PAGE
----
Point of View and Narration
“Children of the Sea” is narrated in the first person by two distinct voices. The first belongs to a young man who is fleeing Haiti on a leaky boat. The second voice is that of the man’s lover, a young woman who remains in Haiti with her family. The story is written in the form of letters from each of the characters to the other, a style known as “epistolary,” which is derived from the ancient Greek word meaning “message” or “letter.” To underscore the danger of their respective situations, neither of the characters refers to each other by name. To do so would jeopardize their lives even more. Through their letters, which cannot be mailed, the reader learns of the characters’ deepest thoughts, the ones they are afraid to voice.
The characters’ personalities are revealed by how they write and what they choose to write about. The man on the boat is primarily concerned with his current predicament and writes about the people around him and the experience of being at sea. The woman, conversely, remains in Port-au-Prince and tends to reminisce about the past more, since her situation is not as dire. Through her memories, the reader learns many of the background details of the story. The difference in their personalities is shown by the way each of them discusses their relationship. The young man speaks naturally about their intimacy; the woman is more shy and hesitating. This difference may also represent the cultural attitudes of their country.
The two settings in the story, the middle of the sea and the island of Haiti, underscore the conflict in the story—that a couple in love has been separated by political upheaval. Across this distance there is no connection between the two main characters. Their separation has been absolute, though they try to bridge the gap with letters. But even these letters will never be read by the other person. Thus, the distance between the two lovers heightens the feeling of pathos (a sense of suffering) that permeates the story.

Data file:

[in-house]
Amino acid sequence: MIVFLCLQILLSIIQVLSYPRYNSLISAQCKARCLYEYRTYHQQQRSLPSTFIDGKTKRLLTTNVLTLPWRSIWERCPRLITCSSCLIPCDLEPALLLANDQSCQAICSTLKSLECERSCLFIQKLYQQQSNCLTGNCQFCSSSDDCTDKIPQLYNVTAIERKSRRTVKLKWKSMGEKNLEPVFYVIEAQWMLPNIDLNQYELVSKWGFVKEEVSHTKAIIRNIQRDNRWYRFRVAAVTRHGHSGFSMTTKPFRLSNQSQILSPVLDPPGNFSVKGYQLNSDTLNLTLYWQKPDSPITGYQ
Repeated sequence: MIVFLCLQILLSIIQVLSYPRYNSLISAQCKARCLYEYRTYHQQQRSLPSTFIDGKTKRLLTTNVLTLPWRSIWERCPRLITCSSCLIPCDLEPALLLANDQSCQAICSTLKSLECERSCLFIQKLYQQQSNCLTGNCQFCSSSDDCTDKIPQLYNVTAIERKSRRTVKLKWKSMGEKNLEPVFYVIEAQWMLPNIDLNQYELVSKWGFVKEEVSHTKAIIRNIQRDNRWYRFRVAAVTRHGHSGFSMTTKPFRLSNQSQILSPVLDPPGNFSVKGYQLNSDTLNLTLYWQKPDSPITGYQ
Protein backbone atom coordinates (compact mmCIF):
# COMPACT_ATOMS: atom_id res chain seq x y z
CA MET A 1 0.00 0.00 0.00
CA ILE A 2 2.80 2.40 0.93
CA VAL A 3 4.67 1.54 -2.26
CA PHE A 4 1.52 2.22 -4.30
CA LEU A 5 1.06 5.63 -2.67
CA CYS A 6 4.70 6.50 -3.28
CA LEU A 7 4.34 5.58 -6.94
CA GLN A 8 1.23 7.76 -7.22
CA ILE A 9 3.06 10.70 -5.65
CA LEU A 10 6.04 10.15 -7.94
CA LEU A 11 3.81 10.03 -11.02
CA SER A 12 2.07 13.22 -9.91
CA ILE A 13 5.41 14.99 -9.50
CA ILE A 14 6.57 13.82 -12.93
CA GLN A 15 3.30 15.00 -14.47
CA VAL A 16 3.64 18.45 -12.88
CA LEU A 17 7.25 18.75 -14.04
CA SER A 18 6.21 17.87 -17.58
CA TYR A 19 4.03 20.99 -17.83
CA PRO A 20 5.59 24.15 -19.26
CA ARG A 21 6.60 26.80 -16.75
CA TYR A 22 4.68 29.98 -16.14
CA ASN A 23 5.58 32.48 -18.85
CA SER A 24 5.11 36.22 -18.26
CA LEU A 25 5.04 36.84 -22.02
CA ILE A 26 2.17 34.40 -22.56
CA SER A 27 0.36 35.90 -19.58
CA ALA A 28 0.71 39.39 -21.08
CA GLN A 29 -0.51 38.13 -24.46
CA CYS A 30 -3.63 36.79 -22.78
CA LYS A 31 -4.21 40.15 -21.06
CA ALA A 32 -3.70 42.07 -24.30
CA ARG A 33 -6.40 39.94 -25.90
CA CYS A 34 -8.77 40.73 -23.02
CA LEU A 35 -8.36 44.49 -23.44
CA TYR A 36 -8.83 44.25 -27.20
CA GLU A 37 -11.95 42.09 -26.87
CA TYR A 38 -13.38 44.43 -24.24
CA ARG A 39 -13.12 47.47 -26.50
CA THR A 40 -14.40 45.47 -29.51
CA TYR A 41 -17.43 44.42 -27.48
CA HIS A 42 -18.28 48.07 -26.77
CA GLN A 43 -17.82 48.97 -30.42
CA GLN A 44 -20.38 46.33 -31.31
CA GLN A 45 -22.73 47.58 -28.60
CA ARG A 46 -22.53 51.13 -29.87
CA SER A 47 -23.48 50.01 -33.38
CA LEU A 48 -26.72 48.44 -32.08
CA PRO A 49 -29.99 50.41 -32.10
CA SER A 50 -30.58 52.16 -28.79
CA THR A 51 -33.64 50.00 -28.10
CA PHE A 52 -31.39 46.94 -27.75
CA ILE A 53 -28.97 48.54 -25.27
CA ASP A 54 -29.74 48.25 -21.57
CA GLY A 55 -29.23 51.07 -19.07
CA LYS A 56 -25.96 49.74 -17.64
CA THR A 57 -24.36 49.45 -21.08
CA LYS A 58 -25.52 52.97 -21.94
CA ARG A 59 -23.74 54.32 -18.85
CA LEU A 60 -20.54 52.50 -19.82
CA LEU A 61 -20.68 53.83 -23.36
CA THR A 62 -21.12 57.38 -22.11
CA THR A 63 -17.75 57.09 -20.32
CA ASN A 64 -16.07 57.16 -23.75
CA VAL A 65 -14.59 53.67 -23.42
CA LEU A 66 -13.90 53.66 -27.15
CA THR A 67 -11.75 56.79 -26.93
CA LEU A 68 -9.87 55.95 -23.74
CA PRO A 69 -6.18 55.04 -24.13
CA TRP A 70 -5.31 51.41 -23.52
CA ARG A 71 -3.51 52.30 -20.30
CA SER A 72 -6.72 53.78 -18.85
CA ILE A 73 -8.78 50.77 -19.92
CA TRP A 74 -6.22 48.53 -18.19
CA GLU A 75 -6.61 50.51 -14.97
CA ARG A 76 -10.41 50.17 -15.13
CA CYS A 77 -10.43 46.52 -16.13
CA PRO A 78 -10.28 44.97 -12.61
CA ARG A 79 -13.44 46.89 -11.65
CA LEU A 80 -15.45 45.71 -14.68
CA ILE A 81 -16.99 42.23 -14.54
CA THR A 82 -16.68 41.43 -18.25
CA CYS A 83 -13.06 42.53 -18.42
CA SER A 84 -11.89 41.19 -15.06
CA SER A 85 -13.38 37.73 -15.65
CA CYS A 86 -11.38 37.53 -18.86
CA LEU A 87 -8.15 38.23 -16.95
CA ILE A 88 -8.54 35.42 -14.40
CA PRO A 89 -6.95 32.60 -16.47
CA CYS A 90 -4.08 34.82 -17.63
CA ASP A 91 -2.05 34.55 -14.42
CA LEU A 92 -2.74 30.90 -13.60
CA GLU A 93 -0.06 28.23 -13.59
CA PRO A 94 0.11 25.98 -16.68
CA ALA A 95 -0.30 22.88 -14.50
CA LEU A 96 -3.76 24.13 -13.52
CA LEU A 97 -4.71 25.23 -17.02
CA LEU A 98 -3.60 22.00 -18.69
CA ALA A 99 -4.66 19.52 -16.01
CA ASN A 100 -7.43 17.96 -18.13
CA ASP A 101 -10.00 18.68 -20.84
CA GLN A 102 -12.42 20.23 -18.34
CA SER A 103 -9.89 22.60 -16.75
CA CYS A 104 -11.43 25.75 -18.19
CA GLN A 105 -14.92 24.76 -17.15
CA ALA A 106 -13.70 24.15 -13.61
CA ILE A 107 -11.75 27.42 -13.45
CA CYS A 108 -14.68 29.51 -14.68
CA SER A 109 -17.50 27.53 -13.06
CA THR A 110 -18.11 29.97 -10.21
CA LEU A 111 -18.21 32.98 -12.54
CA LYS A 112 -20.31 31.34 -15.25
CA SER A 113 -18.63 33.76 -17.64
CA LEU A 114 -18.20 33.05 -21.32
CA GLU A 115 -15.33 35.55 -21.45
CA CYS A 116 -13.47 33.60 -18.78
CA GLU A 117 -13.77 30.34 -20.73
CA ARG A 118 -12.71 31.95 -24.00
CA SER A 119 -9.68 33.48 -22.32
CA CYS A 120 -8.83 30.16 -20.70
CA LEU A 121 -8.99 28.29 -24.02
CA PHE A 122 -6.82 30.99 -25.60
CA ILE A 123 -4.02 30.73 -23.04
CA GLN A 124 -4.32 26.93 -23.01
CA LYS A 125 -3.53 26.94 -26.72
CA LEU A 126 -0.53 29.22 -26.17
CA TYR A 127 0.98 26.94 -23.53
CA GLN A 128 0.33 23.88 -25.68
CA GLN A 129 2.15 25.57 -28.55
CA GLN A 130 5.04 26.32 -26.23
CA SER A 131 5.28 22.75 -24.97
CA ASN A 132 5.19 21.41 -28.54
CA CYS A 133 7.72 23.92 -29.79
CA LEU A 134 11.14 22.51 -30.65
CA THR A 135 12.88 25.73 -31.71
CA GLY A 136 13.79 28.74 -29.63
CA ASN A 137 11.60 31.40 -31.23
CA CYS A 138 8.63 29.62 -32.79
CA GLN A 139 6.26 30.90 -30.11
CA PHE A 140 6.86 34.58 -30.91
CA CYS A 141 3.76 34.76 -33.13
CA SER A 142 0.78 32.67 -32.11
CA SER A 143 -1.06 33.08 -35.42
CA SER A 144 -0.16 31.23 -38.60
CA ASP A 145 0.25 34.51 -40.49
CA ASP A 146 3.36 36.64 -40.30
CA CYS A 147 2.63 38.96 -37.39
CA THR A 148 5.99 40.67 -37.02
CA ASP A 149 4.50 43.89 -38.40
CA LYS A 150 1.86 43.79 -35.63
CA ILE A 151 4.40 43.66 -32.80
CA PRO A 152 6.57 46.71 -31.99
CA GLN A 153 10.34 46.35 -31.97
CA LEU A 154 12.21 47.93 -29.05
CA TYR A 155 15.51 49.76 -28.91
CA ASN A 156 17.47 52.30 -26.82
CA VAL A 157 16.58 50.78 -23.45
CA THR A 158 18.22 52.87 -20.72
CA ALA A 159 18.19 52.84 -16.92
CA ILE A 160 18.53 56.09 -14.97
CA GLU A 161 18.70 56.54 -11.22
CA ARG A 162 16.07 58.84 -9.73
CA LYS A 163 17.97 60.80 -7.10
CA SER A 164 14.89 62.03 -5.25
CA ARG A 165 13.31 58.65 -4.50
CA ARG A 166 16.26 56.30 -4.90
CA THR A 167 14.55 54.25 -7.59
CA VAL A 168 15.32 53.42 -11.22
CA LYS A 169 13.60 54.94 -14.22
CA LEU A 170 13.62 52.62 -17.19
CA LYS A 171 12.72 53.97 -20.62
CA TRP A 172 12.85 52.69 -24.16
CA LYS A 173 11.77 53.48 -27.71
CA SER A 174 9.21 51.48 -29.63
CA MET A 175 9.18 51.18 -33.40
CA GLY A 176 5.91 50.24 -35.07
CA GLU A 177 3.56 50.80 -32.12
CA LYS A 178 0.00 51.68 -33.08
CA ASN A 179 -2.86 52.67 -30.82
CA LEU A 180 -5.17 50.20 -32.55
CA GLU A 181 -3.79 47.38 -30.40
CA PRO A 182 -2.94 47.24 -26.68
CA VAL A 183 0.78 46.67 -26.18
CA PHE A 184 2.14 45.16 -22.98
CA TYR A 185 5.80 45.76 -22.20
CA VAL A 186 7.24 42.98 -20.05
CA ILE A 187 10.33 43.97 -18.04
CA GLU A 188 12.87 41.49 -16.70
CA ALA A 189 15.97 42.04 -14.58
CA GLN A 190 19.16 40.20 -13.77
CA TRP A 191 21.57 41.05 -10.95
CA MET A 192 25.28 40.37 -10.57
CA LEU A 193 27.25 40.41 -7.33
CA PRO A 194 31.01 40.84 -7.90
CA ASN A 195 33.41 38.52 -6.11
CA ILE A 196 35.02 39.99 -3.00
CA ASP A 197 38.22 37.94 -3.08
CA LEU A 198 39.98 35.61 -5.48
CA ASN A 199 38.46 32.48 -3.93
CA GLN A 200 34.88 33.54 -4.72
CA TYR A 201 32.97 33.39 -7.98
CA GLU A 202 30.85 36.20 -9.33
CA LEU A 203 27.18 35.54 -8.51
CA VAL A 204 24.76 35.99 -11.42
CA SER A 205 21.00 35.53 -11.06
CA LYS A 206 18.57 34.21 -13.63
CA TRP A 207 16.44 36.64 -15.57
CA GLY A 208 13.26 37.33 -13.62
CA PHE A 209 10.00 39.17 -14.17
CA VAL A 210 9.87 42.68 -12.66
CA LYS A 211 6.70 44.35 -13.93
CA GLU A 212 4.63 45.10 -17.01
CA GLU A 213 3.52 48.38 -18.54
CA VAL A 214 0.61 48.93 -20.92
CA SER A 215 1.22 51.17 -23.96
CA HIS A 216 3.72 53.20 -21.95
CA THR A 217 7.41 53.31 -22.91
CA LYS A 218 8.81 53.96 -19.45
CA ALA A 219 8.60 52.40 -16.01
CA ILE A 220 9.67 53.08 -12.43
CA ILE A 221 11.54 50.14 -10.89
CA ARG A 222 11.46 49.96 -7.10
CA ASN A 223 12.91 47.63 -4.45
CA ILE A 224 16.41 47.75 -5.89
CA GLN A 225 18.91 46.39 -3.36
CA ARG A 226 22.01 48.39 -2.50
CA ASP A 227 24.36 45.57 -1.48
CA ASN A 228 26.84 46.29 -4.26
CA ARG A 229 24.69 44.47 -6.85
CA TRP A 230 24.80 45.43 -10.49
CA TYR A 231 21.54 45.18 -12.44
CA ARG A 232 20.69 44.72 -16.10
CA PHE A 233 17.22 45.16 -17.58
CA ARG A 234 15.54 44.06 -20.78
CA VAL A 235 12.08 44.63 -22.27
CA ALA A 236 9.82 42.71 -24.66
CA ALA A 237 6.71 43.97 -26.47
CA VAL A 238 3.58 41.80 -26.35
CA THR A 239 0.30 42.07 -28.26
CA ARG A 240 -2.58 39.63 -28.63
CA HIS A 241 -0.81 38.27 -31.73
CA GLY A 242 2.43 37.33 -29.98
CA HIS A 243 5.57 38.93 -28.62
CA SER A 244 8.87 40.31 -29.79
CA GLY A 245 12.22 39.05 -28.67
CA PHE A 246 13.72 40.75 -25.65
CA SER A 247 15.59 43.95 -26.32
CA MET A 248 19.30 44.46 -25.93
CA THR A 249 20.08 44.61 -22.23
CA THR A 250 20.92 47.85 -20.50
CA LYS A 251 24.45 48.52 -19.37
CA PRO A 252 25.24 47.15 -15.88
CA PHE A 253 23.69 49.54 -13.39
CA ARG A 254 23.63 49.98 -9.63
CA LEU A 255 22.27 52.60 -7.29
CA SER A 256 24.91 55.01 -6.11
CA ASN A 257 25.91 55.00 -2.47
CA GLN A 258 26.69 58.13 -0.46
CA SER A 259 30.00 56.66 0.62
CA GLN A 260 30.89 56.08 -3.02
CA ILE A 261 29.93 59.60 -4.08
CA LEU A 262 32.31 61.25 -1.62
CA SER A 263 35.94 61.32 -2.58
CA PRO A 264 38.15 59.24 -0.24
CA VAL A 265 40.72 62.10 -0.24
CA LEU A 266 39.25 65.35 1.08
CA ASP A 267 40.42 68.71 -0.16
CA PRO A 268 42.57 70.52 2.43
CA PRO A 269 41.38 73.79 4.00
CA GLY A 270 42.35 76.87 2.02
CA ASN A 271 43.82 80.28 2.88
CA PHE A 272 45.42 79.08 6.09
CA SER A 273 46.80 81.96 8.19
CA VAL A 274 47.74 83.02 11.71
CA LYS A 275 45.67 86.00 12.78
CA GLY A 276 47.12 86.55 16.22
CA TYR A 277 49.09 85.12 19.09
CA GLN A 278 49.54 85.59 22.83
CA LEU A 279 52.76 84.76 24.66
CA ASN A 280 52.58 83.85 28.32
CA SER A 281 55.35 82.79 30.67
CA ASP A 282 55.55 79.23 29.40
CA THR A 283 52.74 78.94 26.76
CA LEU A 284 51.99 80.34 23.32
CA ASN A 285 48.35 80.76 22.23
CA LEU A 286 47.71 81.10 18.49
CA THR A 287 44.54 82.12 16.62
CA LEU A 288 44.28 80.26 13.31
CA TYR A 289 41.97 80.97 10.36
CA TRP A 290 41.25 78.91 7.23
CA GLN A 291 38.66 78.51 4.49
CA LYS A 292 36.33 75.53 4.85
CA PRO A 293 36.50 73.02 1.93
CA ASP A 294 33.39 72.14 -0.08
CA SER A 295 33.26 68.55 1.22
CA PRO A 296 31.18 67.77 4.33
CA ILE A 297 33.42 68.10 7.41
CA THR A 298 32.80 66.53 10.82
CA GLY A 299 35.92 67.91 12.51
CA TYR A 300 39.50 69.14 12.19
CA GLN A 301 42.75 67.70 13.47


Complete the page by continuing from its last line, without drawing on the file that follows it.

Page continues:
“Children of the Sea” relies on a number of symbols for its narrative power; most notably is the sea itself. The man dreams of the sea as heaven. When the people of the boat drown, they join the hundreds of other slaves who have died and become “children of the sea.” They are martyrs of a sort, and in the Christian tradition martyrs—those who die for their beliefs—go to heaven.
Another symbol is Celianne’s stillborn baby. Conceived by violence it is born dead, symbolizing that fact that cruelty does not beget life. The baby could also represent the crushed Aristide democracy, which was quelled by the military coup almost from the moment it began. In another symbolic interpretation, the dead child could also be said to represent the young couple’s doomed relationship. Their love has forged an alliance between them, but political strife has torn them apart, effectively aborting their chance for happiness together. In an instance of foreshadowing, Celianne drowns herself when forced to abandon her dead child. This hints at the impending tragedy in which the rest of the passengers will drown. Again, this action symbolizes that the violence inflicted upon Celianne by the Tonton Macoutes has not only resulted in the death of her child, but also her own death. Not only does cruelty not beget life, Danticat demonstrates, it frequently begets more cruelty.
At the end of the story the woman sits under a banyan tree, itself a symbol of holiness, and is surrounded by butterflies. Though they are black, a color that frequently represents death, the butterflies may also represent a bittersweet hope of eventual freedom. Love is endless, the young woman realizes, like the sea. But the sea, like love, is hidden from view by the mountains. She and others, symbolically then, will need to move mountains to see heaven—the sea—with their own eyes. The woman at this point, after publicly declaring her love for the man to her parents, represents the country’s best hope for the restoration of justice.
Kathleen Wilson (Editor), Short Stories for Students: Presenting Analysis, Context & Criticism on Commonly Studied Short Stories, Volume 1, Edwidge Danticat, Published by Gale, 1997.